Doll? Or just Dull?
I’m trying to work out what’s bugging me about Dollhouse. Apart from the whole high-tech whorehouse aspect of it all.
Okay, that does bug me, & okay, I’m several years late on Dollhouse. This is because I started watching it 3 times & found it, frankly, bland. And really the only reason I’ve succeeded in making it into Season 2 was the look of affront on a friend’s face when I said I just couldn’t “get” Dollhouse. (Luckily I didn’t use the phrase ‘mind-sappingly dull’ to explain my reaction.)
Anyhow, lemme just get the irritation at the whole Whore/Dollhouse aspect out of my system & I can move on: Dear Unca Joss Whedon, what in hell do you think you’re doing? There was a distinct point in Season 1, where Echo/Caroline had been sold to a man who wanted to take her hunting, then take her, then hunt her. For all your crp about how expensive the dolls are, I’m astonished you’d put a doll in that much danger, with no resources, no ‘deadman switch’, & apparently – unless it’s convenient to the plot – no tracking implant. It felt, then, like a raw piece of titillation with precious little world-building consistency – or story. I sat through that episode thinking, ‘wait, am I really meant to be okay with the fact I’m watching women being degraded? am I meant to be okay with turning women into unwilling whores AND THEN degrading them?’ Because, frankly, whoring, well, it’s a job, innit? But if you’re not even willing to *call them* them whores, it just looks hypocritical.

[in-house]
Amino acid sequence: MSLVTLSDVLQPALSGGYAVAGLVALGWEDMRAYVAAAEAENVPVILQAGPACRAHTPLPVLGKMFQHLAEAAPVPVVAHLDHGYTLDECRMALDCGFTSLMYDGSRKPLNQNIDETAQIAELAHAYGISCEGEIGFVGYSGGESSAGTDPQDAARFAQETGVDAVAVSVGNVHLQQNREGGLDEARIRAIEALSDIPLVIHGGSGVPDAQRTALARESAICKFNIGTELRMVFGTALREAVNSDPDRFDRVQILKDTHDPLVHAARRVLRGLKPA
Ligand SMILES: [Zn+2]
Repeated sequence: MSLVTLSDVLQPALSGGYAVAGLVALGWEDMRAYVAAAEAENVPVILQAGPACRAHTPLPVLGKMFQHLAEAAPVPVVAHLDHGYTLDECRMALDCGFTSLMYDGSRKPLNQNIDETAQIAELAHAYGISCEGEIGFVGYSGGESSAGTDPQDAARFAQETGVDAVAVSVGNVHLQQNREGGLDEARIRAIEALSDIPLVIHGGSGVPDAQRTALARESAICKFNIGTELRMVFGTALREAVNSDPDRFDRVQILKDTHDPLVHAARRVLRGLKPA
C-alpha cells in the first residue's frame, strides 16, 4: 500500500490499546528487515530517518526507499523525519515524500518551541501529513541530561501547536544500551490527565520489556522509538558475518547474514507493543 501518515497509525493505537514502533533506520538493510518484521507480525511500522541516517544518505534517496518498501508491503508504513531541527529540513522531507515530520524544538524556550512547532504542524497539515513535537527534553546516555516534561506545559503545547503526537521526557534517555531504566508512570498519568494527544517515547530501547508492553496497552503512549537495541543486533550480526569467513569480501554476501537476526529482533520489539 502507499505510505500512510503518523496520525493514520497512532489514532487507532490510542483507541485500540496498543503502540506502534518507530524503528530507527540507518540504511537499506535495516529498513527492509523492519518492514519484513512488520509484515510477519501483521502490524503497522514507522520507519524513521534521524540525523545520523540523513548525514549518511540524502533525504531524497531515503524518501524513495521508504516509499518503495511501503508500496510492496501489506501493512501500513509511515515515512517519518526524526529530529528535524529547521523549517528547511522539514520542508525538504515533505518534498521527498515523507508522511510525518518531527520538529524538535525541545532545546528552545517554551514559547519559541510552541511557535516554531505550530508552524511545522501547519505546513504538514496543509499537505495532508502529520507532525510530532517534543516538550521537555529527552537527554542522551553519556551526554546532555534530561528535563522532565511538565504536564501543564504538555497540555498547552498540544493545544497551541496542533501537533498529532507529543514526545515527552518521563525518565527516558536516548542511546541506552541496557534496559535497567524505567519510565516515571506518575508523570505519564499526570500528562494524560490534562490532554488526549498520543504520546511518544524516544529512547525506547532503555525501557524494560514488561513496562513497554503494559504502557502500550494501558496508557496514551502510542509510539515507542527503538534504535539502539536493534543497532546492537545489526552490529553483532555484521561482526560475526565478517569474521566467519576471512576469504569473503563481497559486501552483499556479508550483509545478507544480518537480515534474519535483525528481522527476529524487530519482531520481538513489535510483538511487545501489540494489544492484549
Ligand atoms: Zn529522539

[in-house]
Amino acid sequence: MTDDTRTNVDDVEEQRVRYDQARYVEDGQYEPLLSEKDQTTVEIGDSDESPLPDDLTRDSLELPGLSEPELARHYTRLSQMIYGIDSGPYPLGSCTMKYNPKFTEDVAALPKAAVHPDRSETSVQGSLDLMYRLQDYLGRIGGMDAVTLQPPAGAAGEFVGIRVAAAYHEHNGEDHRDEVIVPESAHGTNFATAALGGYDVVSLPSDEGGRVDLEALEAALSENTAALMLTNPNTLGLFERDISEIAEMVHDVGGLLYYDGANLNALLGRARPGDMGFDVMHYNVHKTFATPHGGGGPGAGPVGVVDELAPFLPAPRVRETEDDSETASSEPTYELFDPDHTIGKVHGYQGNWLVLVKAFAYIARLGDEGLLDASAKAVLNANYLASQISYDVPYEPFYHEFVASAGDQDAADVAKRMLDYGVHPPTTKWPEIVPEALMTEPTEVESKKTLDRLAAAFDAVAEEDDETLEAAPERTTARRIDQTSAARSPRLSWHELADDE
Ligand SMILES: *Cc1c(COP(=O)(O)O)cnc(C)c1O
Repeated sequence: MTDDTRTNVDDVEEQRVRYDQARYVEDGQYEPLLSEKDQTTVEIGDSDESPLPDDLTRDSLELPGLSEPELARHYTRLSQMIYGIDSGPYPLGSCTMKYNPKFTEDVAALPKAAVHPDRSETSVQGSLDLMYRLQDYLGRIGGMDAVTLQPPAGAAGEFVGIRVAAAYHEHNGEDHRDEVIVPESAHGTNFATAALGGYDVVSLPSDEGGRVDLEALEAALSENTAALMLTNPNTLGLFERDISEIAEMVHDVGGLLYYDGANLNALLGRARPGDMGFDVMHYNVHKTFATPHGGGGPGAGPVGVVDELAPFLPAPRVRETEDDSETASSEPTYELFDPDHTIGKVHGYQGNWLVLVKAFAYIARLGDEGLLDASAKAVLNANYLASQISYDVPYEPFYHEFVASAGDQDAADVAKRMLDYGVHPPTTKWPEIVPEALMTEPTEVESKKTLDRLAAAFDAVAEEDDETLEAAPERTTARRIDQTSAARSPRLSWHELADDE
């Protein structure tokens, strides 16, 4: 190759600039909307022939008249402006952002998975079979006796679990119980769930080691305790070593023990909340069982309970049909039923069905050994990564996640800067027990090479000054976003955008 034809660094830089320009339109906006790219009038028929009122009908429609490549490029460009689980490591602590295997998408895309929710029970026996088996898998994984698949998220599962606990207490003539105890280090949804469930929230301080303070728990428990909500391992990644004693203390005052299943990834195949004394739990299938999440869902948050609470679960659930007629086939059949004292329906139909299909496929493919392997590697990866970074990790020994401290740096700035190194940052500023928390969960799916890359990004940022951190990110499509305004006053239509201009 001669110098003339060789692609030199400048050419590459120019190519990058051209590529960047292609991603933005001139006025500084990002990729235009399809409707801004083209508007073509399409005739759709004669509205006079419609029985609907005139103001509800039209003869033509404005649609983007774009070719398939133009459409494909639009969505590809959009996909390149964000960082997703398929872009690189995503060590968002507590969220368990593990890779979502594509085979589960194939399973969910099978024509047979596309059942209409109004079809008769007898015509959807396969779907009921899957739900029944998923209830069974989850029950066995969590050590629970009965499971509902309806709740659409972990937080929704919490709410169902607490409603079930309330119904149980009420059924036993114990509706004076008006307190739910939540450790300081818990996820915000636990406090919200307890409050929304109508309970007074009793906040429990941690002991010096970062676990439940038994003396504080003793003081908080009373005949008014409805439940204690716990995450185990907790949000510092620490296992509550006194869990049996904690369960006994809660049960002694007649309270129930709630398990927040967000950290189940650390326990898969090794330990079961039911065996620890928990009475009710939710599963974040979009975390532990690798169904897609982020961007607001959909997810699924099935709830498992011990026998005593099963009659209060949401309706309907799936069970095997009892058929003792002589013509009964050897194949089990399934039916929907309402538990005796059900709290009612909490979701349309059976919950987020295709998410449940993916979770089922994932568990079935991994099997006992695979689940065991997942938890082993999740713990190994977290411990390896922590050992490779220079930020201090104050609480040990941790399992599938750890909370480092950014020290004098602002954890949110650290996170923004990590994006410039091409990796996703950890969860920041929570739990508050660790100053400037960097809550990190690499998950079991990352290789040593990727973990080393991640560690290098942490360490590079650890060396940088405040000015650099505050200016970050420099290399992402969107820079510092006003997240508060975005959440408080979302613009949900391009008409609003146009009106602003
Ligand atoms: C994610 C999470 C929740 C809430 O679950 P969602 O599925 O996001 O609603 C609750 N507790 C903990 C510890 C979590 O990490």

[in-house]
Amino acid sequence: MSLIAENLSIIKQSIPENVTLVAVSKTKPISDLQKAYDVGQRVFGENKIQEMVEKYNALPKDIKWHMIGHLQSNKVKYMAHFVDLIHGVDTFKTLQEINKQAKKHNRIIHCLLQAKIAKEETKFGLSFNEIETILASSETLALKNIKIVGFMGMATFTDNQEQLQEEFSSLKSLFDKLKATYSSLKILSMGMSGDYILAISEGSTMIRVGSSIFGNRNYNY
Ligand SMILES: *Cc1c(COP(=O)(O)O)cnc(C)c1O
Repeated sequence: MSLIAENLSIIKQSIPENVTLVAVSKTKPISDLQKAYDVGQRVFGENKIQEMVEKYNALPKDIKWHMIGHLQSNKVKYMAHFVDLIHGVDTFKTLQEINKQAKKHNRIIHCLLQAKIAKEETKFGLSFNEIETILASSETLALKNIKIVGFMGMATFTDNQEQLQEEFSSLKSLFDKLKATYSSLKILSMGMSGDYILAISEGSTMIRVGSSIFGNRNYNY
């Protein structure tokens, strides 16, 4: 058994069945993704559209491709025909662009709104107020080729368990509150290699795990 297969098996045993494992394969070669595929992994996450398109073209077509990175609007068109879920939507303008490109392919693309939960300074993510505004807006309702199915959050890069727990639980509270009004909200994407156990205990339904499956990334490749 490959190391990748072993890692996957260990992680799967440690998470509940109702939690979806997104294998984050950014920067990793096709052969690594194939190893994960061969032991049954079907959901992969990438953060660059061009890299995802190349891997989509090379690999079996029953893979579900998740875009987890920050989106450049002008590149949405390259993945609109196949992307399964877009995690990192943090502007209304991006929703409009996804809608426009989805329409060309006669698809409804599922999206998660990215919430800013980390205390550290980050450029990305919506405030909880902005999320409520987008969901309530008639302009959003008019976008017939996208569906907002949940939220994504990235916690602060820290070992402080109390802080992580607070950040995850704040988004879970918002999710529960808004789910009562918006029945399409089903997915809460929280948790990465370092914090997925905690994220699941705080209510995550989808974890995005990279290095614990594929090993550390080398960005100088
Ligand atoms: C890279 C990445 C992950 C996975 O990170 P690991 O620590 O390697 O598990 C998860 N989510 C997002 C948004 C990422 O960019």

Where was I? Oh, yes. So it’s a show about whores. And now we’re getting to the heart of the two issues I see with Whorehouse as a fellow storyteller:
a) there is no greater pursuit in this show than the pursuit of profit.
b) there is no genuine protagonist.
Let me start with a). We’ve all seen this ‘pretender’-style show before: the episodic faux characterisation of the lead character who switches outfits/acting/timezones in pursuit of … something. In Dark Angel I think she was pursuing the bad guys who made her & her friends into freaks. Which had the charming feel of good vs. evil, or even survival vs. death. These kinds of ‘big values’ are intrinsically interesting. Good/evil. Life/death. Similarly, in Alias she was a government agent – or was she – or … *was she*? And so on. Good/evil. In Pretender, the role of the changeling was played by a man & I forget why he was doing what he was doing now, but it seemed to have elements of both Dark Angel & Alias, some kinda government conspiracy/tragic childhood thing. Oh, and he was a kind of ‘equaliser’, visiting justice on the heads of the unjust. Good. Evil.
In Whorehouse, we have a corrupt commercial enterprise dedicated to making money. It buys contractors who are relatively cheap & desperate, & sells them into high-paying contracts. What we don’t have are any kind of high stakes. There is no life & death implications, except in as much as you may, at some point, be hunted & possibly killed. But that’s an episodic thing, not a story arc thing. In the story arc, you’re unlikely to be killed. There are no good & evil implications either since, frankly, it’s just a greedy corporate organisation. And we’ve all seen those before. Hell, we’ve probably even worked for them.